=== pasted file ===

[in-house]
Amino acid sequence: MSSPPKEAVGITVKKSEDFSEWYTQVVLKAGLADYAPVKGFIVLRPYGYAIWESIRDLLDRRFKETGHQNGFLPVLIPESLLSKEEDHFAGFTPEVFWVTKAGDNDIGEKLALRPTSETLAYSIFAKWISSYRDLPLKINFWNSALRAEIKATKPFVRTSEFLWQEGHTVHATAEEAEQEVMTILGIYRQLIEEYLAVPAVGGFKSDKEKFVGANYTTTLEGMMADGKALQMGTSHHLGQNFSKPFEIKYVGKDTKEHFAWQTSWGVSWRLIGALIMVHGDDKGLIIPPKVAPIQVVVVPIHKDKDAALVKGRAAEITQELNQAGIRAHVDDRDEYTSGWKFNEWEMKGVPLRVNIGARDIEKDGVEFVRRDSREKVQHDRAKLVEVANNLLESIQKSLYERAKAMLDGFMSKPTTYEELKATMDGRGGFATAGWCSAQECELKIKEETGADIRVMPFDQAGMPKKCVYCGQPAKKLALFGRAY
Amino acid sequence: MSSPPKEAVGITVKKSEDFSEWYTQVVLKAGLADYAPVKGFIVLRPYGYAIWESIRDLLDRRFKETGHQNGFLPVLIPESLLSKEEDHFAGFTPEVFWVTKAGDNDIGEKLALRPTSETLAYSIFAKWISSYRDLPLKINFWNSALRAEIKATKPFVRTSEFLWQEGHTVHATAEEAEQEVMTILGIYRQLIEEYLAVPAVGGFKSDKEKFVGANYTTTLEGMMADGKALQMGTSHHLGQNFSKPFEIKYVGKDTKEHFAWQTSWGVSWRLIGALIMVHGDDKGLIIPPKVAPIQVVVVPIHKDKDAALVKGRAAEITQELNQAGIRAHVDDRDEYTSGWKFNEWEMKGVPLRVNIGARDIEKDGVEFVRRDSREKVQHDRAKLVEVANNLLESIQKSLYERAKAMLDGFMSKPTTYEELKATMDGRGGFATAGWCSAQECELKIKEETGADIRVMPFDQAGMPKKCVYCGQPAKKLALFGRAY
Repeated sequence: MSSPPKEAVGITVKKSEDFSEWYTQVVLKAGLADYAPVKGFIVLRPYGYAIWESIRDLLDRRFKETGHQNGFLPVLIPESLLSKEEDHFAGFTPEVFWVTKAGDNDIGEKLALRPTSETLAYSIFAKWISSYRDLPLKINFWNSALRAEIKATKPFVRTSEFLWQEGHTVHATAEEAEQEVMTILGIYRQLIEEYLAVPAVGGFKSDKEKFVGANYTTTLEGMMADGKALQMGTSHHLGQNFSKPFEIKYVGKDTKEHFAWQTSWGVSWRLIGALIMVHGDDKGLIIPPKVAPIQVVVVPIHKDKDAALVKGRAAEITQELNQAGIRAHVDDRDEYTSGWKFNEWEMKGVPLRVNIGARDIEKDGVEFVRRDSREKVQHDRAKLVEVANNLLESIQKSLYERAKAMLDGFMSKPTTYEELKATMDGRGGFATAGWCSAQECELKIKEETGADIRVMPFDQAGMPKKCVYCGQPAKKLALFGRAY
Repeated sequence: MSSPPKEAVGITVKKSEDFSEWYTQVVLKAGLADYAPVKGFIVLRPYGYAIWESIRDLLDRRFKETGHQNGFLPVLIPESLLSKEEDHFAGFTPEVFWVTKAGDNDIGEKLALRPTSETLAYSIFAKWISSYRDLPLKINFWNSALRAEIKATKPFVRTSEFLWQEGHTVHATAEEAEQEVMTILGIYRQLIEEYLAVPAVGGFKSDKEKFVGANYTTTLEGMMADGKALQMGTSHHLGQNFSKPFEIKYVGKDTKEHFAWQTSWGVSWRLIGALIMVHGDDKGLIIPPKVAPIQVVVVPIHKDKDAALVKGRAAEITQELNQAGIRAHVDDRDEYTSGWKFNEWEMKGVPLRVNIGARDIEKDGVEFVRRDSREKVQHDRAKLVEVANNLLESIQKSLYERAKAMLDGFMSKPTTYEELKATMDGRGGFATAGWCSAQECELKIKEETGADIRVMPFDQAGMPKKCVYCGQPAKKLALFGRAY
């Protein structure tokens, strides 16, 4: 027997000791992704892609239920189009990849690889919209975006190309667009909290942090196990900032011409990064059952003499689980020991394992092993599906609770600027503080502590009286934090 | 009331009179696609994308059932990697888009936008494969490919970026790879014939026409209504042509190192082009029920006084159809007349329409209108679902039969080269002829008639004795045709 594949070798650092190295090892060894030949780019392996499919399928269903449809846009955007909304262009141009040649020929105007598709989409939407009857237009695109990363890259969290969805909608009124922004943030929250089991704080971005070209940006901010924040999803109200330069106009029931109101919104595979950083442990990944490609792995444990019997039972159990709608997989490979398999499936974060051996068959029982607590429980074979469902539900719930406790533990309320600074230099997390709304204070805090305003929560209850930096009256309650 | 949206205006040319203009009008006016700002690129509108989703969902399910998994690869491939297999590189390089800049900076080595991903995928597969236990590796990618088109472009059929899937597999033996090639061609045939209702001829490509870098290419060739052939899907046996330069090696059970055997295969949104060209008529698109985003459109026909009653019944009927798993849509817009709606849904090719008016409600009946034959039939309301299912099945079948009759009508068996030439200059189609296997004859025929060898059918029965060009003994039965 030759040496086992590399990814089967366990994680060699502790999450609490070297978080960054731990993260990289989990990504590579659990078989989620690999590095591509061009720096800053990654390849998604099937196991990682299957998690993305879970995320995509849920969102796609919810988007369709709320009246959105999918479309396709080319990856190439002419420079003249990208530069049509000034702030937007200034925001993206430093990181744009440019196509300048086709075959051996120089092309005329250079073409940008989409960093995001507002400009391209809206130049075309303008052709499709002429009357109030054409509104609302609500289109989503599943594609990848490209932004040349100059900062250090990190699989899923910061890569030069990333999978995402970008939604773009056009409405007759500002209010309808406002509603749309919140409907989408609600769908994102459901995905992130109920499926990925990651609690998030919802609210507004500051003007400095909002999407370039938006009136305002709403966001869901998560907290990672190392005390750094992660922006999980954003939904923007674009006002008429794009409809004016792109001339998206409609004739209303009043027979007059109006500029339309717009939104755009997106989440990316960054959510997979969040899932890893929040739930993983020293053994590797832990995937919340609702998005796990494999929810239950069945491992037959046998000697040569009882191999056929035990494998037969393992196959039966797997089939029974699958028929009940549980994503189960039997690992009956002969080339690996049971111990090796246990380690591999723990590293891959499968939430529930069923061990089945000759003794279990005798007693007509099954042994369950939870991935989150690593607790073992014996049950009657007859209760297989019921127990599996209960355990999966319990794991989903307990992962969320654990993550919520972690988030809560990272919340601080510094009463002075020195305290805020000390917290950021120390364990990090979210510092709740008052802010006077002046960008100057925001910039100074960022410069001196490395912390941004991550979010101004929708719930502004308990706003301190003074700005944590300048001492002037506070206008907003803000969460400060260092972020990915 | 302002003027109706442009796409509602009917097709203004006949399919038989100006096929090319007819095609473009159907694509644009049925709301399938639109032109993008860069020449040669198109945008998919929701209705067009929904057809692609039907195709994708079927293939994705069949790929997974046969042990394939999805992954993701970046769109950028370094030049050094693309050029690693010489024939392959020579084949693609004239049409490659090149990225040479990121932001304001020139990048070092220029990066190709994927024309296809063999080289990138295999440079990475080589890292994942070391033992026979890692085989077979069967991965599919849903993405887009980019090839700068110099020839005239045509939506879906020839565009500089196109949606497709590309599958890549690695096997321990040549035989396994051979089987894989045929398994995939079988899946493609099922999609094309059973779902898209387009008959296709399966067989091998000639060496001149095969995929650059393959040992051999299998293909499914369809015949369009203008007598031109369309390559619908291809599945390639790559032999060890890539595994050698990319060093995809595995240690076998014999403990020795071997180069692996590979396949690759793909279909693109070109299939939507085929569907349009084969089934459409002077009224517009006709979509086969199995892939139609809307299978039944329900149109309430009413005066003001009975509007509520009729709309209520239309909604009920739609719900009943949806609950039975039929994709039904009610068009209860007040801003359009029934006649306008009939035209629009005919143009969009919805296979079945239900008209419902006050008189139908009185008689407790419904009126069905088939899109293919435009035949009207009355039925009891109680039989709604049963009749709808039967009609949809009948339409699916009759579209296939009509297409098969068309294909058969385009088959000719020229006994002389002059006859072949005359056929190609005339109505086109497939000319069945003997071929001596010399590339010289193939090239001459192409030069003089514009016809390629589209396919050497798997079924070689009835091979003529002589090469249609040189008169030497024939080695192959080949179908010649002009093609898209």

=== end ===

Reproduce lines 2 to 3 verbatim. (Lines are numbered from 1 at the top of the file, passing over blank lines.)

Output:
Amino acid sequence: MSSPPKEAVGITVKKSEDFSEWYTQVVLKAGLADYAPVKGFIVLRPYGYAIWESIRDLLDRRFKETGHQNGFLPVLIPESLLSKEEDHFAGFTPEVFWVTKAGDNDIGEKLALRPTSETLAYSIFAKWISSYRDLPLKINFWNSALRAEIKATKPFVRTSEFLWQEGHTVHATAEEAEQEVMTILGIYRQLIEEYLAVPAVGGFKSDKEKFVGANYTTTLEGMMADGKALQMGTSHHLGQNFSKPFEIKYVGKDTKEHFAWQTSWGVSWRLIGALIMVHGDDKGLIIPPKVAPIQVVVVPIHKDKDAALVKGRAAEITQELNQAGIRAHVDDRDEYTSGWKFNEWEMKGVPLRVNIGARDIEKDGVEFVRRDSREKVQHDRAKLVEVANNLLESIQKSLYERAKAMLDGFMSKPTTYEELKATMDGRGGFATAGWCSAQECELKIKEETGADIRVMPFDQAGMPKKCVYCGQPAKKLALFGRAY
Amino acid sequence: MSSPPKEAVGITVKKSEDFSEWYTQVVLKAGLADYAPVKGFIVLRPYGYAIWESIRDLLDRRFKETGHQNGFLPVLIPESLLSKEEDHFAGFTPEVFWVTKAGDNDIGEKLALRPTSETLAYSIFAKWISSYRDLPLKINFWNSALRAEIKATKPFVRTSEFLWQEGHTVHATAEEAEQEVMTILGIYRQLIEEYLAVPAVGGFKSDKEKFVGANYTTTLEGMMADGKALQMGTSHHLGQNFSKPFEIKYVGKDTKEHFAWQTSWGVSWRLIGALIMVHGDDKGLIIPPKVAPIQVVVVPIHKDKDAALVKGRAAEITQELNQAGIRAHVDDRDEYTSGWKFNEWEMKGVPLRVNIGARDIEKDGVEFVRRDSREKVQHDRAKLVEVANNLLESIQKSLYERAKAMLDGFMSKPTTYEELKATMDGRGGFATAGWCSAQECELKIKEETGADIRVMPFDQAGMPKKCVYCGQPAKKLALFGRAY